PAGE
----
And that particular notion delights me as well.

Anonymous said...


Yes, I typed "yikes" in reference to loud thunder. Does that warrant some sort of a wit-lacking citation? I didn't know there was any shame attached to using the word "yikes" in a comment.

Noted. (My firing squad awaits me.)


This is why I mentioned dabbling:

dilettante \DIL-uh-tont; dil-uh-TONT; dil-uh-TON-tee; -TANT; -TAN-tee\, noun:
1. An amateur or dabbler; especially, one who follows an art or a branch of knowledge sporadically, superficially, or for amusement only.

Sorry if it wasn't clear. Sometimes I comment thoughtlessly.


The Moon Topples said...

Minty: I understood both words and their contexts. I just tend to associate the word "yikes" with Wile E Coyote, and am not used to seeing it in print anymore. It's a lovely word, though. No firing squad is about to descend upon you.

As to dabbling, I'm sure you can agree that dilettante has a much nicer connotation, even though their meanings are similar. As you say, "dabbling is a heart-wrenching word for artists."

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Ms Melancholy said...

Then I'd usually go back to work, because my employer does not pay me to come up with possible names for a group of poets. He pays me instead to try and try to bounce a ball off of the floor of Good Thomas' office and into a paper cup on his desk against the wall.

I so laughed at this, and you made me think of Toby from The West Wing....

nmj said...

hey moon, i just love that a post by reading the signs has kept you awake (and smoking ) in bed, you are the true blogger, fretting not just about questions raised on your own blog, but on others' too, & 'a bindle of poets' is clearly the winner.

Stray said...

An impression of poets is my effort.

Please don't smoke in bed. I will be very sad if you are fried. Or roasted.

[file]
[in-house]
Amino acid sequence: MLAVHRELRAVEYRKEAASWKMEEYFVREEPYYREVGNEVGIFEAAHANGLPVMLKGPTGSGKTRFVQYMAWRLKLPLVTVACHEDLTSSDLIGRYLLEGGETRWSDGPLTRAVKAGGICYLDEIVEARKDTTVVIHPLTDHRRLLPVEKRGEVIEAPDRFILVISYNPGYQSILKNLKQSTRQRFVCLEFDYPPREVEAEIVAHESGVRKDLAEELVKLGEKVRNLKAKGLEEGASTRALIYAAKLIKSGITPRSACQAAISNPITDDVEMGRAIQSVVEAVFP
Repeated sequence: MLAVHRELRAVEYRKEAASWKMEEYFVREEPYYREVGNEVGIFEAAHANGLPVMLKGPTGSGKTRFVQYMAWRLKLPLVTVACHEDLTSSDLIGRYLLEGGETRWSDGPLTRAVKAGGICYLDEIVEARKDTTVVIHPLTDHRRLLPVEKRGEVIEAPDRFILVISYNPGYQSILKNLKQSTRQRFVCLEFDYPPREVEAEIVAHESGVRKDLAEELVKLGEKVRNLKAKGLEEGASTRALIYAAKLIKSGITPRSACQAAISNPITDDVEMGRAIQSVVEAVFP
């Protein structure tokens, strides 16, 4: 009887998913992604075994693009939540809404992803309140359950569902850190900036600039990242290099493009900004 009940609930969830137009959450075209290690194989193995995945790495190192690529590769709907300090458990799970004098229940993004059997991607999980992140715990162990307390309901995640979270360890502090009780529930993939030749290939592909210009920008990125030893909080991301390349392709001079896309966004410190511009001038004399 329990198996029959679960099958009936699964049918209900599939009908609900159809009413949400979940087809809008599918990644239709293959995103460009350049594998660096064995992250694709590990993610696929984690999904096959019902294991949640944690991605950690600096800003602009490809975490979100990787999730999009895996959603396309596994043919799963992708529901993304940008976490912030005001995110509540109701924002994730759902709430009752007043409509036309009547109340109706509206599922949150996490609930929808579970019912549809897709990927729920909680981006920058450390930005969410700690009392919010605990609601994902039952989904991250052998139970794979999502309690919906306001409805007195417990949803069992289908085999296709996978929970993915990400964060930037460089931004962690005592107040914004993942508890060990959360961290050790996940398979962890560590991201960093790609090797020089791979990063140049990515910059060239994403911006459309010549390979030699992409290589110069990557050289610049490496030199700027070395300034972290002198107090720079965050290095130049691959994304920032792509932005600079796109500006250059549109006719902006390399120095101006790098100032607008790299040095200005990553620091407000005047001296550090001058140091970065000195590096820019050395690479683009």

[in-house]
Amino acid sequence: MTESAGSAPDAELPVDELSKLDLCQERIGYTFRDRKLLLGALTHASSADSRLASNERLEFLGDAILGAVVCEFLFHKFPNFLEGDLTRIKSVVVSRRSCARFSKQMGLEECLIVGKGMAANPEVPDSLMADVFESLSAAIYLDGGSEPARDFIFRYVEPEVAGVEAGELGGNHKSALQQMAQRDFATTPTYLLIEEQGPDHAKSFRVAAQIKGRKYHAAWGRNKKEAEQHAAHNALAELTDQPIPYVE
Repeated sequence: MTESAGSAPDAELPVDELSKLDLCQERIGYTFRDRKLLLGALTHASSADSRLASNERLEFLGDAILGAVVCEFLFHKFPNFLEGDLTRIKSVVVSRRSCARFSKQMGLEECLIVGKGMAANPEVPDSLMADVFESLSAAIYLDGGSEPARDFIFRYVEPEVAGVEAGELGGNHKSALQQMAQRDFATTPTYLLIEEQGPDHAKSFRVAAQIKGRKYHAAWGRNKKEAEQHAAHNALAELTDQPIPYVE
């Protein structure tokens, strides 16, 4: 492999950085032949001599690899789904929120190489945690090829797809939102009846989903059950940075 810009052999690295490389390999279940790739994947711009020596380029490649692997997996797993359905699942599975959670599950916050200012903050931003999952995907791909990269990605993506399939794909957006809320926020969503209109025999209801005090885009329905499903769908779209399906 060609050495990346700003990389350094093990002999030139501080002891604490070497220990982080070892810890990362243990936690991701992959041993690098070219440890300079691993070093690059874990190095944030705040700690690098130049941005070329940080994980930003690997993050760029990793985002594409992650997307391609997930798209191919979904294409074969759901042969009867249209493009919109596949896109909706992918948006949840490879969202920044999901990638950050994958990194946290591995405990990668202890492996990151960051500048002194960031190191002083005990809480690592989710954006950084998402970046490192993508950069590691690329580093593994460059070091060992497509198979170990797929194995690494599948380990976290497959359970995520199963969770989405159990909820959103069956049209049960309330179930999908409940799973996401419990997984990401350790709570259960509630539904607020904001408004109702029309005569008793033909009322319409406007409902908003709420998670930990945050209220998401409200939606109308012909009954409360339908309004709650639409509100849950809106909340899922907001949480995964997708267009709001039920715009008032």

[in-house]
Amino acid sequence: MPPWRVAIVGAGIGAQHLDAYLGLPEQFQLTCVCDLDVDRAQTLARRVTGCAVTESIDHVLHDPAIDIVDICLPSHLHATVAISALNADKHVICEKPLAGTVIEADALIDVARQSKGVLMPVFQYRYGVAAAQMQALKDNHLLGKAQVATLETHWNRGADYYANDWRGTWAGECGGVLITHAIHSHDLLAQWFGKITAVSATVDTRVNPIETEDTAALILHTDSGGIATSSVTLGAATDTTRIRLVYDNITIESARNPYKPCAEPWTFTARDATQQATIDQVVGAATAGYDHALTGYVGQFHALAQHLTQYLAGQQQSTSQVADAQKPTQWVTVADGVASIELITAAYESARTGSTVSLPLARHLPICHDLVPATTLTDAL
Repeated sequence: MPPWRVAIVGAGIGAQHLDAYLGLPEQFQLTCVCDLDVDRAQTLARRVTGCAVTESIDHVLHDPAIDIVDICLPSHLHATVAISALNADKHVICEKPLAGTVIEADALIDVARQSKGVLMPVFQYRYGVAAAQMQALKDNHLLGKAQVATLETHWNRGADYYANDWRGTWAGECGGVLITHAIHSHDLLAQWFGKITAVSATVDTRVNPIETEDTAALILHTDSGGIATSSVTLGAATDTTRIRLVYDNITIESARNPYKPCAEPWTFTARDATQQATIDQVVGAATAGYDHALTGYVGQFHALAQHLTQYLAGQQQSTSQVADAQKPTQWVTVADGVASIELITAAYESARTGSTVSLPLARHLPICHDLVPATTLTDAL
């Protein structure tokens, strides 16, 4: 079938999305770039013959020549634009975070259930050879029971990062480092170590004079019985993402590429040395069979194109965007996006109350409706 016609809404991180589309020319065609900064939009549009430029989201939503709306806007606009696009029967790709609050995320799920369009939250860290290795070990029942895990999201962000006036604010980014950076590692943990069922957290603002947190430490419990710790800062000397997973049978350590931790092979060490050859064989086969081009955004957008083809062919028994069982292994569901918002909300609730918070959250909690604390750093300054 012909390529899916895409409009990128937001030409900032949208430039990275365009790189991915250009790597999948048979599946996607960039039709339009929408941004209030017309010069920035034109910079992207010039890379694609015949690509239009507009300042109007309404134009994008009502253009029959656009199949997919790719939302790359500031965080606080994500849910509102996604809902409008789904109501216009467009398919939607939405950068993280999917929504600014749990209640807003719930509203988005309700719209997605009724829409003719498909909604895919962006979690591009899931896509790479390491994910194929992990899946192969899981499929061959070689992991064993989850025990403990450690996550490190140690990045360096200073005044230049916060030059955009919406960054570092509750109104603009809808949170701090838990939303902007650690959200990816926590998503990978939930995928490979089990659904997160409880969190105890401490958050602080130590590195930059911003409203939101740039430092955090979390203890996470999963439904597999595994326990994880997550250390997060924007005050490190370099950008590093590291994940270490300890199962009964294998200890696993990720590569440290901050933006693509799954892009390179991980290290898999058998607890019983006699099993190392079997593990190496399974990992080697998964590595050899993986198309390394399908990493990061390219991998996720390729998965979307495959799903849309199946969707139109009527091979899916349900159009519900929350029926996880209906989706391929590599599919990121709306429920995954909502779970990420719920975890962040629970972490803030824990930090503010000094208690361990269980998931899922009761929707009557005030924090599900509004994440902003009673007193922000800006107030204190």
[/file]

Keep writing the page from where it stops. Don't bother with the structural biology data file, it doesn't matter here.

At least tell me you don't have viscose sheets ... for so many reasons ...

I think that you are a sketcher of life. You sketch poems ... and other stuff too. You're not interested in the commitment of an oil-painting, a soft pencil and a scrap of paper will be just enough.



The Moon Topples said...

Ms. M.: I find a comparison to Toby weirdly flattering. Like him, I am a writer who is often grumpy. He was always a favorite character on that show for me.

NMJ: In fairness, not every question raised on a blog has such power over me. But every now and then one will get stuck. Glad you like bindle as well.

Stray: Impression is good, as well. Which more or less proves my point. It seems to be more difficult for most people to find one that doesn't work than one that does.

The sketcher thing is true, but only partially so. How else to explain the writing of novels, or the years devoted to acting or playing in a band. I am a sketcher in general, I suppose, and then I get intrigued by something and I am extremely tenacious.

S. Kearney said...

This tickled me in new places, Maht.
I thought of: A casserole of poets.

The Moon Topples said...

Shameless: Sorry about the new places. I like a casserole. I picture them simmering.

Reading the Signs said...

Mr. Moon, apparently the definitive collective noun was decided a while back - see Ros Barber in my comments. "anything that feels evocative at the moment of utterance" still wins as far as I'm concerned, though.

The Moon Topples said...

RTS: I do not recognize Ros Barber's authority in this matter. I'm sure she's quite talented and better qualified than I am, but I am not ready to relinquish my idea so quickly.

basest said...

tonight i'm going with a "festering" of poets.

The Moon Topples said...


Unknown said...

A suicide of poets!